• Variable annuity. You can purchase payments from different investment options, usually mutual funds. Your rate of return and the stipends you receive depend on your investment choices. The SEC regulates variable annuities because they are securities.

An annuity rider guarantees that your life insurance company will make payments to you at a specified date. You might have to wait for one year of accumulation at the earliest to start collecting annuities without a withdrawal charge.

If you die during the accumulation phase, an annuity ride is helpful to your beneficiaries if they can receive the accumulated value of your annuity.

Estate Protection

An estate protection rider protects you from additional state taxes if you have this protection while establishing a trust.

Guaranteed Insurability Benefit

This rider might be available to you if you’re younger than 40. You can purchase an additional permanent life insurance policy early if you get married or have a child. The rider will lapse on the issue date anniversary after you turn 40.

Long-Term Care

A long-term care rider allows you to dip into your death benefit if you need funds to pay for your long-term care. This rider is helpful for a disabled or chronically ill surviving spouse, and it is often cheaper than a standalone long-term care policy.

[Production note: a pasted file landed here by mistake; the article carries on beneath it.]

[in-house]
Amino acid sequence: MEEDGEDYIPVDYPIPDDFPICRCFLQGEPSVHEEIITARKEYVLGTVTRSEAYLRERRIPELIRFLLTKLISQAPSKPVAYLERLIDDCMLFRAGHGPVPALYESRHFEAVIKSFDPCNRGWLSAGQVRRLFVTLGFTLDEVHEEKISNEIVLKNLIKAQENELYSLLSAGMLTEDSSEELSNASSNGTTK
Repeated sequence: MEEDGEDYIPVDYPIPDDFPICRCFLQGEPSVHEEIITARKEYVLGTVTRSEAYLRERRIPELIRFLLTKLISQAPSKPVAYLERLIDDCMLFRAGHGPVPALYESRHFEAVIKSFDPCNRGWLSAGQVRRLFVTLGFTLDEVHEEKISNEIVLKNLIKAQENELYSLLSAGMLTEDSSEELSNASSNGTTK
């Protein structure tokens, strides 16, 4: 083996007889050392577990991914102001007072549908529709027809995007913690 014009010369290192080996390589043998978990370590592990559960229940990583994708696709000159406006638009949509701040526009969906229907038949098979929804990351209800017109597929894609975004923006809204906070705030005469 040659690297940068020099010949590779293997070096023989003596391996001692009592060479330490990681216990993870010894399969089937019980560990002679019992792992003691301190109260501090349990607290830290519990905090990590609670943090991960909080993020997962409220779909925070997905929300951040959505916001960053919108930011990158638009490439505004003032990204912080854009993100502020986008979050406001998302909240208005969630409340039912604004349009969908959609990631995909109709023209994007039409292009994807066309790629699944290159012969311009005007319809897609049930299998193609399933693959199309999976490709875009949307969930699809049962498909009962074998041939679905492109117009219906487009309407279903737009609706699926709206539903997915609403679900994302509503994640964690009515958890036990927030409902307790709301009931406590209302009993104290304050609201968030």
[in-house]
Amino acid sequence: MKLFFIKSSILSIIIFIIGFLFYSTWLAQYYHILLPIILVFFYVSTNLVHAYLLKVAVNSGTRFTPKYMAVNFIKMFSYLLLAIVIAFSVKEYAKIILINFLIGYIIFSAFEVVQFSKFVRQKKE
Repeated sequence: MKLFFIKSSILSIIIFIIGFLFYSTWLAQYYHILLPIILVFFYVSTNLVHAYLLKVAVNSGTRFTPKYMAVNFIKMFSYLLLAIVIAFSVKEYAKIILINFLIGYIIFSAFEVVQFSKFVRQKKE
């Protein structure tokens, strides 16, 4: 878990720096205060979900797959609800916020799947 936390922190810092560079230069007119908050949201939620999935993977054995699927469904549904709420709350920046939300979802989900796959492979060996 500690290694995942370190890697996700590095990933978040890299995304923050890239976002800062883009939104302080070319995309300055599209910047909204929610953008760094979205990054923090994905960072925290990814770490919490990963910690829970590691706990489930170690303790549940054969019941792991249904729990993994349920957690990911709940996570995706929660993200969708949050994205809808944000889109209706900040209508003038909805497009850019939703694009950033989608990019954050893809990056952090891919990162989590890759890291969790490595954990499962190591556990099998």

No-Lapse Guarantee

A no-lapse rider allows you to keep your policy in force, no matter how much you borrow from it. An extended version of this rider prevents the lapse of your policy, regardless of its net value.

Term Conversion

If you purchase a term life insurance policy, you may want to consider converting it to a permanent life insurance policy. You also might need to add a term life insurance conversion rider, but some insurance companies allow you to convert without a rider.

Check to see if your insurance company allows you to add a spouse when you convert your term life policy to a permanent one.

Waiver of Payments

Many life insurance companies will allow you to waive your monthly payments if you become disabled, but you might need to clear an elimination period. The trade-off is that the rider lapses when your policy expires or you reach a certain age.

Spouse Term Rider for Life Insurance: The Bottom Line

As you can see, a spouse term rider offers extra protection for a surviving spouse, but it does cost extra to add it to your life insurance policy.

Of the other riders listed above, the most useful to tack on to your spouse term rider would ideally cover accidental death and the surviving spouse’s possible disability.

When purchasing a life insurance policy, weigh the costs of any riders against your current and future financial responsibilities. A spouse term rider might be worth the investment, especially when paired with other riders to increase the value of your life insurance policy.

We hope that this discussion of the spouse term rider for life insurance was helpful to you. When you’re ready to see rates from top life insurance companies in your area, enter your ZIP code into our free quote tool below.